Despite its potential, SI struggles with scalability and power imbalances arising from its localised nature, which limits its capacity for transformative speed and scale, particularly when addressing developments within planetary boundaries at the community level. SI often operates within existing infrastructure networks and political structures, limiting its capacity (While et al. 2010). Recognising that SI alone cannot address pressing issues, a combination of different mechanisms, instruments, and pathways needs to be developed. Collaboration between SI research and more recent research on sustainable welfare and eco-social policy is crucial for shaping transformative innovations (Büchs 2021, Hirvilammi 2020, Koch et al. 2023). A multidimensional approach is advocated, linking human health and wellbeing to planetary wellbeing, which is still often overlooked in current welfare state policies (Helne, 2021). This aligns with post-growth urban and regional studies that envision social-ecological transformation by improving societal wellbeing and reducing material and resource consumption (Savini et al. 2022, Durrant et al. 2023).

Understanding how social innovation and eco-social policy can effectively address emerging eco-social risks while transforming political-institutional structures is crucial (Mattioli et al. 2020). The overarching concern is how to achieve an eco-social transformation that encompasses economic, environmental, and social sustainability while ensuring no one is left behind (Skjølsvold and Coenen, 2021). This transformation must be democratic and equitable, driving profound changes in breath, depth, and scale, both locally and globally (Chilvers & Kearns 2015). Climate change, coupled with social and regional disparities highlights the urgent need to reconceptualise the economy within ecological limits, focusing on the embeddedness of the economy in society, the biophysical environment, and urban infrastructure development, in order to reshape human-nature relations.


In conclusion, there is considerable resistance, rooted in cultural norms and established practices, to transforming urban infrastructure. This discontent is a significant challenge, but alternative approaches to economic development, such as the Foundational Economy, Community Wealth Building, Post-Growth or Doughnut Economics, offer promising solutions. These models challenge growth-centred paradigms, prioritise collective provision and align economic development with sustainability goals, addressing both societal wellbeing and environmental concerns.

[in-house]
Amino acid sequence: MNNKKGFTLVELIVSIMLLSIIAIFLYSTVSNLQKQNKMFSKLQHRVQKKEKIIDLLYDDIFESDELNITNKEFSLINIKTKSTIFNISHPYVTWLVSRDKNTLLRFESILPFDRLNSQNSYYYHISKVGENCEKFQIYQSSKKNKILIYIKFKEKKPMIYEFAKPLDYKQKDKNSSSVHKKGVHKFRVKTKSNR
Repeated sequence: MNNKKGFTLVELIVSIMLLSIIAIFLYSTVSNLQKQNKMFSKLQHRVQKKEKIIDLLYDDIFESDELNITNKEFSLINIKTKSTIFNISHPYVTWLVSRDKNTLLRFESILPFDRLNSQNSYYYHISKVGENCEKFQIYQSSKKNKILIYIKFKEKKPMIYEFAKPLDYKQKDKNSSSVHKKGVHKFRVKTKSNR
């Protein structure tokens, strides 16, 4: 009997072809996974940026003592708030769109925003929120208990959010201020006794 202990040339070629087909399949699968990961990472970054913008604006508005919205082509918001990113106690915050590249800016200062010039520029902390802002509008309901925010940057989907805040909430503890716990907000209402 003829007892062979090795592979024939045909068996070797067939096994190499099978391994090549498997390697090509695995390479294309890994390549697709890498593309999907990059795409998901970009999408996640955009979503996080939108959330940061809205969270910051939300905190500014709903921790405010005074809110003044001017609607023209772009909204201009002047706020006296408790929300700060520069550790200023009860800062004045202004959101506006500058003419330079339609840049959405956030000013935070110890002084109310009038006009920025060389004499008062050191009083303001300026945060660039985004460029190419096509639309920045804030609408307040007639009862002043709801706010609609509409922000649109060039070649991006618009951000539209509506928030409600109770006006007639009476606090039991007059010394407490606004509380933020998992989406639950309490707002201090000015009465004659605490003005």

Despite the challenges of designing infrastructure for wellbeing in the context of rapid urbanisation and funding constraints, the urgency for transformative change is underlined by the need for qualitative 'deep change' to decarbonise the economy as a whole. Social innovation (SI) is emerging as a critical enabler, providing insights into transformative strategies, and promoting non-neoliberal, non-extractive economies. However, SI faces challenges of scalability and power imbalances, requiring diverse mechanisms and collaborative efforts. Collaboration between social innovation and welfare state research will be crucial in shaping transformative eco-social innovations that address human health, societal wellbeing and planetary boundaries.

Overcoming resistance requires alternative development approaches, embracing social innovation and fostering interdisciplinary collaboration. This transformative journey must be democratic, equitable and capable of driving profound change locally and globally. By reconceptualising the economy within ecological limits and emphasising the embeddedness of the economy within society and the biophysical environment, urban infrastructure development can play a key role in reshaping human-nature relations for a sustainable and just future.


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Disclaimer: This article is a translated version of the intervention that was originally published in German language as part of the Economists For Future Debate Series in the online magazine Makronom. Hence, some of the linked references are in German. 

About the author:

Astrid Krisch is a spatial planner, working at the interface of urban and regional planning, urban studies, human geography, political science, foundational economy and health and wellbeing. She has worked extensively on urban experimentation for sustainability transformations, social innovation for transformative governance approaches, institutionalising urban infrastructure systems, structures for healthy and climate-friendly living and foundational infrastructure provisioning.

She is currently at the Global Centre on Healthcare and Urbanisation at Kellogg College, University of Oxford, working as a Postdoctoral Research Fellow and contributing to research on creating healthy cities and linking sustainable urban development to health and equity issues.